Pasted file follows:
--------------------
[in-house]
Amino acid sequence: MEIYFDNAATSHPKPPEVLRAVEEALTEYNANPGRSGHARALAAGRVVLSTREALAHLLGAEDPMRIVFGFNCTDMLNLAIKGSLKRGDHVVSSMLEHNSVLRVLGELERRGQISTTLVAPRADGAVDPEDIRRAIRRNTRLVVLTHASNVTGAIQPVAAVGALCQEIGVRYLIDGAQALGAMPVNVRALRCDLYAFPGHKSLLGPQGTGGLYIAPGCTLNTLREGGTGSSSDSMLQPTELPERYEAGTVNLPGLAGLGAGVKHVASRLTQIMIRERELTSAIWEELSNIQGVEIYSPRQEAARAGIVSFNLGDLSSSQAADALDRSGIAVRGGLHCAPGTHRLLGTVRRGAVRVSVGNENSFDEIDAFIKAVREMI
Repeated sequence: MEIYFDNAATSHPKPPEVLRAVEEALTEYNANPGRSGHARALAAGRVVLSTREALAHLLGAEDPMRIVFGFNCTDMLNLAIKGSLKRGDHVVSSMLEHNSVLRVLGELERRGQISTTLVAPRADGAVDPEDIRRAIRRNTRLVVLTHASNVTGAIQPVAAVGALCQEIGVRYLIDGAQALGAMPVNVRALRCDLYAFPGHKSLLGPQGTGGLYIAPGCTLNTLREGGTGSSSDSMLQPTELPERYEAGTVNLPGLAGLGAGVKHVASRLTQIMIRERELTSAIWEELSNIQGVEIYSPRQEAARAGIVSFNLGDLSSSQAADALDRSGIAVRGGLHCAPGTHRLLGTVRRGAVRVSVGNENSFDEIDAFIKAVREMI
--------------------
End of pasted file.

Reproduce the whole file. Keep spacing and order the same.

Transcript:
[in-house]
Amino acid sequence: MEIYFDNAATSHPKPPEVLRAVEEALTEYNANPGRSGHARALAAGRVVLSTREALAHLLGAEDPMRIVFGFNCTDMLNLAIKGSLKRGDHVVSSMLEHNSVLRVLGELERRGQISTTLVAPRADGAVDPEDIRRAIRRNTRLVVLTHASNVTGAIQPVAAVGALCQEIGVRYLIDGAQALGAMPVNVRALRCDLYAFPGHKSLLGPQGTGGLYIAPGCTLNTLREGGTGSSSDSMLQPTELPERYEAGTVNLPGLAGLGAGVKHVASRLTQIMIRERELTSAIWEELSNIQGVEIYSPRQEAARAGIVSFNLGDLSSSQAADALDRSGIAVRGGLHCAPGTHRLLGTVRRGAVRVSVGNENSFDEIDAFIKAVREMI
Repeated sequence: MEIYFDNAATSHPKPPEVLRAVEEALTEYNANPGRSGHARALAAGRVVLSTREALAHLLGAEDPMRIVFGFNCTDMLNLAIKGSLKRGDHVVSSMLEHNSVLRVLGELERRGQISTTLVAPRADGAVDPEDIRRAIRRNTRLVVLTHASNVTGAIQPVAAVGALCQEIGVRYLIDGAQALGAMPVNVRALRCDLYAFPGHKSLLGPQGTGGLYIAPGCTLNTLREGGTGSSSDSMLQPTELPERYEAGTVNLPGLAGLGAGVKHVASRLTQIMIRERELTSAIWEELSNIQGVEIYSPRQEAARAGIVSFNLGDLSSSQAADALDRSGIAVRGGLHCAPGTHRLLGTVRRGAVRVSVGNENSFDEIDAFIKAVREMI